Yet, these were small amenities that did not mask the horrible conditions of the camps very well.
Most of those within the camps were American citizens, and should not have had their liberties taken away with such blatant disregard for upholding American principles of freedom. Many Japanese-Americans, who were born in the U.S., paid taxes, and even bought war bonds, were treated like criminals during the relocation, "The Japanese-Americans suffered severe economic losses, personal humiliation and, in some cases, death, due to this relocation."
They were fingerprinted and arrested, forced to suffer humiliation, and not told an exact reason why for over forty-five years.
There had been extreme prejudice on the West Coast since as early as 1936.
Therefore, many Japanese-Americans felt as if though they were being placed in a position of second class citizenship. Many had their lives completely stolen from them, "These people were forced to abandon their businesses, their homes and, in many cases, their families as some individuals were taken elsewhere and held, again without trial, for years."
Thus, most individuals within the camps suffered serious economic losses on top of the personal abuses. Many homes were sold for a fraction of their worth based on the immediate need to leave. Small businesses and professional careers of individuals interned fell apart. According to personal accounts, "Not only did many suffer major losses during evacuation, but their economic circumstances deteriorated further while they were in camp."
To make matters worse, many of the economic effects of being relocated followed the interned Japanese-Americans for years after their experiences in the camps. According to both research and personal accounts, "The years of exclusion were frequently punctuated by financial troubles: trying to look after property without being on the scene when difficulties arose; lacking a source of income to meet tax, mortgage and insurance payments."
Unable to prove income for almost six years provided difficulties in terms of taxes, loans, and employment. Returning to their former homes was bitter sweet. Many were forced to give up their property, and so had little to return to. It was a crippling effect on many Japanese-Americans for years after their experiences within the internment camps had ended. In response to the unfair actions which had long-lasting negative ramifications, many within the U.S. began calling for reparations, or at least recognition of the actions as being wrong. And so "the United States, which rarely apologizes for anything, in 1988 apologized and offered payment to surviving internees."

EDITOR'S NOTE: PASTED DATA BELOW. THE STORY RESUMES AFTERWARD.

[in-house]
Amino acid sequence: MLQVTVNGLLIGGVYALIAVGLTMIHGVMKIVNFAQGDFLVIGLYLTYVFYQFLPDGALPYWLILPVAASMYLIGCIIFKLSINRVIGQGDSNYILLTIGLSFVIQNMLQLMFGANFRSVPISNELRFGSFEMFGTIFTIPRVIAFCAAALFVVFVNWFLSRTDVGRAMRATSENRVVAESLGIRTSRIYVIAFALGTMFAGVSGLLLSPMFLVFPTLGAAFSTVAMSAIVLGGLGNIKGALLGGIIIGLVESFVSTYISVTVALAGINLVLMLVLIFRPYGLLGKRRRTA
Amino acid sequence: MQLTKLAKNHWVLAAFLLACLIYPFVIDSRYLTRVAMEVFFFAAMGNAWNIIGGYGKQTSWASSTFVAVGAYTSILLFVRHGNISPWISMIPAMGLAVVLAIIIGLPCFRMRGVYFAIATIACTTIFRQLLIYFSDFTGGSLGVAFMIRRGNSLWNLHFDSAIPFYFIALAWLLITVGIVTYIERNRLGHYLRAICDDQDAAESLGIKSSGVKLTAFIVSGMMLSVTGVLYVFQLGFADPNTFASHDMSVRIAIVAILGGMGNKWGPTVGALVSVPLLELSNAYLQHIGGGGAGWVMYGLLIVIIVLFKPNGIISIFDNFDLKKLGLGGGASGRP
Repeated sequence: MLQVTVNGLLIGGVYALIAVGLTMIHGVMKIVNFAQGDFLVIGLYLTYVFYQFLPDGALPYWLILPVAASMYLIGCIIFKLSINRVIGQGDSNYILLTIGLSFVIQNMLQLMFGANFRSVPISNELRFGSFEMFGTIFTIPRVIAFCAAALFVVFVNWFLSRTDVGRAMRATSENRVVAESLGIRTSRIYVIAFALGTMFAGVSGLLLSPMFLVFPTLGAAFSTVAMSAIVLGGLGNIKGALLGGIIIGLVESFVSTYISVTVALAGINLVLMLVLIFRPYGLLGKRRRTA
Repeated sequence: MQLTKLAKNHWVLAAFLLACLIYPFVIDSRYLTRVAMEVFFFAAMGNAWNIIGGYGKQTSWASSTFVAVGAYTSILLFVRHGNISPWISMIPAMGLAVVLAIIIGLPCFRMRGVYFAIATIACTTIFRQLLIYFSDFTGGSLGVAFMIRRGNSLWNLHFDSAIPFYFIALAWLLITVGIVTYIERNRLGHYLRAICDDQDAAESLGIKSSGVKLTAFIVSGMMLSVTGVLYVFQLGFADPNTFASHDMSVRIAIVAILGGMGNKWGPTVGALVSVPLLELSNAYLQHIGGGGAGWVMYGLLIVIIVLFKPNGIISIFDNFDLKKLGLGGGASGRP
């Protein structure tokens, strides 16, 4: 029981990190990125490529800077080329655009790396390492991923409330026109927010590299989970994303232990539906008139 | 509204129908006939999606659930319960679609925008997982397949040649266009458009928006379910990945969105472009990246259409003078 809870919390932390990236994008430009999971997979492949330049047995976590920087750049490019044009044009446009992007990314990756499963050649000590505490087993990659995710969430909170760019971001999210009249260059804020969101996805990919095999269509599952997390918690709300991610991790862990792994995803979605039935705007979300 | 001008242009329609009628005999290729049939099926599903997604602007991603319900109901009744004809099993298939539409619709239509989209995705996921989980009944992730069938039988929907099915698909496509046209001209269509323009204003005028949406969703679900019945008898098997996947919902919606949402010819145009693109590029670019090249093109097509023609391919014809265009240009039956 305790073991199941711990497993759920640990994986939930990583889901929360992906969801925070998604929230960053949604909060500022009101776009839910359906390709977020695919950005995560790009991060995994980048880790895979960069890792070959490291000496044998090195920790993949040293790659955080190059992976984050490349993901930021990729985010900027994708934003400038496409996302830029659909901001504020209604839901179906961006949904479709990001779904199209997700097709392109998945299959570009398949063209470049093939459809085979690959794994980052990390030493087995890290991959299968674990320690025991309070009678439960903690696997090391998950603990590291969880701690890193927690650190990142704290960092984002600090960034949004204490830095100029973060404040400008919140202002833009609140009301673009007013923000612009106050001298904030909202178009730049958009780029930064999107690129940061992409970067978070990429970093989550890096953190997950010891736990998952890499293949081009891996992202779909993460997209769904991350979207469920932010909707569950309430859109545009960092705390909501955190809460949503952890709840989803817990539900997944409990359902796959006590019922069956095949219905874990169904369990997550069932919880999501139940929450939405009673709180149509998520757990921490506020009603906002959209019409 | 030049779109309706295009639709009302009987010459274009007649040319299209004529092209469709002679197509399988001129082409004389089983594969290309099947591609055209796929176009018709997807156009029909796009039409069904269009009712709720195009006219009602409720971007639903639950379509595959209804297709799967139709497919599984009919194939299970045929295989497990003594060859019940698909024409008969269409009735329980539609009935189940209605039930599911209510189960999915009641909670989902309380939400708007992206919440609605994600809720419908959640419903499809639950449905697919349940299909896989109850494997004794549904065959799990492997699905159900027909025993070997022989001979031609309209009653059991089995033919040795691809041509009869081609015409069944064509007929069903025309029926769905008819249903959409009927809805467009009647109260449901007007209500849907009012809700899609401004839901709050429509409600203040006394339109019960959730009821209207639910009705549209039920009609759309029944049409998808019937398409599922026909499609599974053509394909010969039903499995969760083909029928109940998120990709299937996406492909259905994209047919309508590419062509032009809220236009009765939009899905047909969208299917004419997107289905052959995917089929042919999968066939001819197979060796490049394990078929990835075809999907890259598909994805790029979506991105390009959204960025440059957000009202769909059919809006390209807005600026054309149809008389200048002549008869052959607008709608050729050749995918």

This was an important move, for it showed that the U.S. government acknowledged it had acted wrongly based on the influence of the massive wartime hysteria that was rampant at the time.
Oddly enough, Hawaii which had the largest population of Japanese immigrants and Japanese-American citizens, was relatively unaffected by the massive relocations of Japanese-Americans on the mainland. Although the largest concentration of Japanese-Americans was found in Hawaii, there was not the same massive relocation as seen on the mainland United States; "What is extremely interesting is that the Nisei and Issei living in Hawaii were not subject to a mass evacuation even though they formed a third of the population in Hawaii and were a lot closer to Japan than the Japanese-Americans on the West Coast of the U.S."
There are several key reasons for this fact. First, the American government realized that it would not have been economically feasible on their part to relocate so many people from an isolated island into the interior of the country. This was simply too costly and impractical; "It would have been impossible to transport that many people to the mainland, and the Hawaiian economy would have collapsed without Japanese-American workers."
Such travel would have actually cost more American resources than a possibility of an attack. The second major reason for this was the U.S. government's resistance to completely uprooting such a massive portion of the Hawaiian population. Removing all Japanese-Americans would have meant debilitating the Hawaiian economy. It would have been a serious impact on the daily life and events within the state. Thus, only some of the Japanese-Americans living on the islands were actually removed from their homes and relocated. According to research, "An estimated 1,250 Japanese-Americans were detained in Hawaii during the war."
This is a mere fraction of the actual number of Japanese Americas living in Hawaii. Most of those relocated did not go into the mainland deserts, as those who lived on the mainland West Coast did. Instead, they were held in such camps as Sand Island.
At the end of the many years of forced isolation, Japanese-Americans were allowed to return back to their homes. Yet, many struggled with the after-effects of the relocation and internment for many years to come. Although it was thought to have been justified at the time, it was clear that the relocation and internment of so many America citizens was a dark stain on the history of the United States.
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